As a startup, an organization thrives by breaking rules, challenging the status quo, and standing for all that is against the norm. The same rules don’t apply once the same organization grows, matures, becomes popular, gains a long list of clients, and expands to a global footprint. With scale and growth comes the need for reliability, consistency, being able to deliver the same level of service to all customers, and keeping promises made to customers. At this stage, application patterns become indispensable to an organization’s day-to-day functioning.
Support of the application now and long-term
Mid- to large-size organizations typically deal with numerous internal-only applications and external vendor applications. These applications are changed and updated regularly. To support the applications’ needs, and effectively manage them, organizations need a change management system in place.
A service like AWS Config helps to audit AWS services that power applications so that there’s increased visibility. It tracks changes made by users and applications, and presents a clear picture of how these changes impact AWS resources.
Enabling Shift-left without additional overhead
DevOps bring together Dev, QA, and Ops into smaller, cross-functional teams. The goal is to break down silos between teams, facilitate collaboration, and drive better results faster. Accordingly, shift-left is a tactic used to encourage QA and Ops teams to play a more pivotal role in the initial Dev stages of the pipeline.
The benefits are many. QA brings their experience of testing the application to its limits and informs about what’s feasible to implement. Ops chimes in with concerns and things to watch for once deployed. While shift-left is great from a team standpoint, it can meet with hurdles and can fail if communication patterns are random, and ownership of each step is not clearly defined.
Application patterns encourage systematizing this collaboration between teams. Patterns help to define the type of infrastructure to be used, their configuration, and the kind of tools that fit in with the team’s requirements. Application patterns guide decisions and help to make the right choices, and sometimes compromises, at every step.
Supporting the advancements in Open-Source without fear of tool attrition
There is an explosion of open source tools today. If DevOps teams are attracted to the next shiny new open source tool, they’ll soon find themselves overwhelmed with tools they don’t use and that slow them down.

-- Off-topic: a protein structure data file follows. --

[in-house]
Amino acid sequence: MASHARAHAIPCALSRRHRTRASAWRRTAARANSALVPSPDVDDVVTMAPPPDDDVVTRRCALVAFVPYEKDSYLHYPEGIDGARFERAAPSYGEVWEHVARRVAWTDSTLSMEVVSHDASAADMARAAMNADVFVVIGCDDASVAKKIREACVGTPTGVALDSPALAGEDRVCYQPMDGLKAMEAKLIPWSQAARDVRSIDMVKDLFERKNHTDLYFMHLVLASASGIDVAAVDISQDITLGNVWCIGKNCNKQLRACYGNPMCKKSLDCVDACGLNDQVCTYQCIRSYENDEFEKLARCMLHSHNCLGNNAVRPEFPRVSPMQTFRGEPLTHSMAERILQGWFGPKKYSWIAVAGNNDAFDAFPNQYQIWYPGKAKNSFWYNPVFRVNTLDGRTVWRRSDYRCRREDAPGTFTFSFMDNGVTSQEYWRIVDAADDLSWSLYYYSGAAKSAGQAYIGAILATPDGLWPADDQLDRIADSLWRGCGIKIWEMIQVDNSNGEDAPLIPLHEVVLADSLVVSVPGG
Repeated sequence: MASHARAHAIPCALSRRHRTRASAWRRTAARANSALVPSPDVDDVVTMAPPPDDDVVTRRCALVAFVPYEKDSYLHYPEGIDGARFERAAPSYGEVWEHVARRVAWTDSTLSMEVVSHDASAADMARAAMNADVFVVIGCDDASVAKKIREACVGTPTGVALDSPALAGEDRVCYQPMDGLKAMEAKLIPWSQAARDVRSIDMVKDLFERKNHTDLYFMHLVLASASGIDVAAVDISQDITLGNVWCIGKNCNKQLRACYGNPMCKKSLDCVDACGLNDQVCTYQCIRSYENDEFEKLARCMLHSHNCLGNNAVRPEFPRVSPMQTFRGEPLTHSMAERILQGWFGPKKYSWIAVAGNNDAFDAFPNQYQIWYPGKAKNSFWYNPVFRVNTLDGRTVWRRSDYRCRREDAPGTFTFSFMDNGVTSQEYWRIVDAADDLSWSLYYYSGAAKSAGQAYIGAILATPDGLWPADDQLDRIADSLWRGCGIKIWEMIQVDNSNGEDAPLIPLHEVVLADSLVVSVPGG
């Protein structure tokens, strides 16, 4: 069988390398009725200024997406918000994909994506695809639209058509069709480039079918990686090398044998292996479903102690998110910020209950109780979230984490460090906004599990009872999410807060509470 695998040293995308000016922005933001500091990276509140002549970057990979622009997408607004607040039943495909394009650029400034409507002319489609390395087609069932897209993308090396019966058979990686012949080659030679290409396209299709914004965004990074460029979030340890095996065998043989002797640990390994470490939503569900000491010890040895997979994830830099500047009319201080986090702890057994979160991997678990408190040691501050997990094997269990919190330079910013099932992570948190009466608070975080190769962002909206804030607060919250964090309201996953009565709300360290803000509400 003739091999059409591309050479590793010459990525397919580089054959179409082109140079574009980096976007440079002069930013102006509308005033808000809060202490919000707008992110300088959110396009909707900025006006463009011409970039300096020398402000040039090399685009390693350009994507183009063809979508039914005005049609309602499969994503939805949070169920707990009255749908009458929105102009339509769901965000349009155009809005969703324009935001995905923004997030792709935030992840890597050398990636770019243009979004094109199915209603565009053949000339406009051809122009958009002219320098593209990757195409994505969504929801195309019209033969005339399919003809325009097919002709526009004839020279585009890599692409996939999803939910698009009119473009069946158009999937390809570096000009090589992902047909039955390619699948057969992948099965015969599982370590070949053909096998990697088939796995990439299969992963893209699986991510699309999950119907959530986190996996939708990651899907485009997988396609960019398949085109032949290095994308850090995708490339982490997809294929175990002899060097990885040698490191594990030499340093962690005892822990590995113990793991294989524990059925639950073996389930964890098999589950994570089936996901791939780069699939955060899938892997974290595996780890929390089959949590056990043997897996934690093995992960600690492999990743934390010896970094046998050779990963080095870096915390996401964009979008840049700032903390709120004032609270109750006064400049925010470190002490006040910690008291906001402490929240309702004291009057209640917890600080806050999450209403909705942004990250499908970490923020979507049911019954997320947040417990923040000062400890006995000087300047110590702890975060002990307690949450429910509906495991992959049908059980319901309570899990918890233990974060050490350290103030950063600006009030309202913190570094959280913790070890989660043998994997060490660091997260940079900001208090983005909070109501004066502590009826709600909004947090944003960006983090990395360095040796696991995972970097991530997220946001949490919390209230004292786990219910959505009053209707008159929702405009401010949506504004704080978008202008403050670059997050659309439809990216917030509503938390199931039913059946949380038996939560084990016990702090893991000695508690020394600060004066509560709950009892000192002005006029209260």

Open source tools evolve quickly, and their popularity rises and falls with the times. One look at the open source monitoring space will show you that older tools like Nagios and Zabbix are now becoming less relevant, and modern container-aware monitoring tools like Prometheus are taking their place.
AWS supports the use of the top open source tools; for example, Elasticsearch. The AWS Elasticsearch service integrates seamlessly with Kibana for visualization and delivers the ELK stack without the maintenance.
Application patterns enable you to define a strategy for tool adoption. You may find the best open source tool in the world, but what’s the point if you can’t use it in your toolchain, or if it slows down the pace of operations? The popular DevOps mantra of people, processes, and then tools holds true here.
Value Stream Management
Value stream mapping is about visualizing the flow of value from an organization to its customers. In simple words, it’s about taking stock of what you have to offer to customers, and monitoring how your offerings change over time.
Value flows outward to customers, as well as internally between employees and systems. For example, in the context of DevOps, it helps to map the value of Ops to Dev and QA. As these teams are each others’ internal customers, knowing what the value stream is can help remove bottlenecks and drive greater efficiency.
Building a team and culture first
AWS is a great place to build team culture as it is expansive and includes services for pretty much anything you’ll ever need. You can find tools like CodePipeline to quicken development pipelines, to make sure everyone on the team is informed of important changes using CloudWatch and SNS queues, and to automate common tasks with Lambda.
Rather than jumping feet first into AWS and then figuring out how it all works, it pays to first define application patterns and team culture that will govern the way you use AWS. Patterns and culture are closely related. If culture is about the people, application patterns are about the infrastructure and technology stack being used by people.
Whether you’re yet to move to AWS, or are already on board but not getting the most out of it, application patterns help evolve the way you manage applications in AWS. Application patterns help scale applications over the long term, they enable shift-left for DevOps teams without the friction of overhead. Application patterns make it possible to adopt the right open source tools and find success with them. By using application patterns you can visualize the entire process and drive great efficiency, and finally, they support great team culture within DevOps teams.
DevOps teams that run their operations predominantly on AWS need not fly blind. Application patterns bring greater visibility, control, collaboration, and ultimately value.
This post originally appeared on devops.com.